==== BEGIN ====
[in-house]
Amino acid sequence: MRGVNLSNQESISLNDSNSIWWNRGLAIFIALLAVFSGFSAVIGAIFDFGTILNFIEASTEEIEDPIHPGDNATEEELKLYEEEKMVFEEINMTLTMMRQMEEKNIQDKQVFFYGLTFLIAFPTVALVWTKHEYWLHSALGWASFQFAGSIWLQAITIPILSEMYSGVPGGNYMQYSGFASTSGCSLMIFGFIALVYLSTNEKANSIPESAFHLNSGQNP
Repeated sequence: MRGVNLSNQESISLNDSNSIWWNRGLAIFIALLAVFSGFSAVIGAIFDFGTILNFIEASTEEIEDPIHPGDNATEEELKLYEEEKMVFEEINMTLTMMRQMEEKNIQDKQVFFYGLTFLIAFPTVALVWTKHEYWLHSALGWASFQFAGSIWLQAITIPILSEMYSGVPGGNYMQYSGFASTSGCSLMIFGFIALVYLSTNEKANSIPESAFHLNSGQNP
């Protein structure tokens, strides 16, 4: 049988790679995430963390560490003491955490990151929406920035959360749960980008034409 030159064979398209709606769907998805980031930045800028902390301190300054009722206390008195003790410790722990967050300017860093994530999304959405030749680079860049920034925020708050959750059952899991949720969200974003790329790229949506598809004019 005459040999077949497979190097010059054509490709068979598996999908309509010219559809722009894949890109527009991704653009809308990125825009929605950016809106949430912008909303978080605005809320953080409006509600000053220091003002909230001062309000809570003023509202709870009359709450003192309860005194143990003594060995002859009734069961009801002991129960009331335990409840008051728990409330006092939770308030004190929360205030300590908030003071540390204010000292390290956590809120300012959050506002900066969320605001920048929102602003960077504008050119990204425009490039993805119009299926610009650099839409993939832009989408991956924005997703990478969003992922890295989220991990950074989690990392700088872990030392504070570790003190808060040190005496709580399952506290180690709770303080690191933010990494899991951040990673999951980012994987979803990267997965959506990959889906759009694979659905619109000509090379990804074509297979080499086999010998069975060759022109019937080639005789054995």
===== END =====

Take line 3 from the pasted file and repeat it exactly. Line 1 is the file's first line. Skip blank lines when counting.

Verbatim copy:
Repeated sequence: MRGVNLSNQESISLNDSNSIWWNRGLAIFIALLAVFSGFSAVIGAIFDFGTILNFIEASTEEIEDPIHPGDNATEEELKLYEEEKMVFEEINMTLTMMRQMEEKNIQDKQVFFYGLTFLIAFPTVALVWTKHEYWLHSALGWASFQFAGSIWLQAITIPILSEMYSGVPGGNYMQYSGFASTSGCSLMIFGFIALVYLSTNEKANSIPESAFHLNSGQNP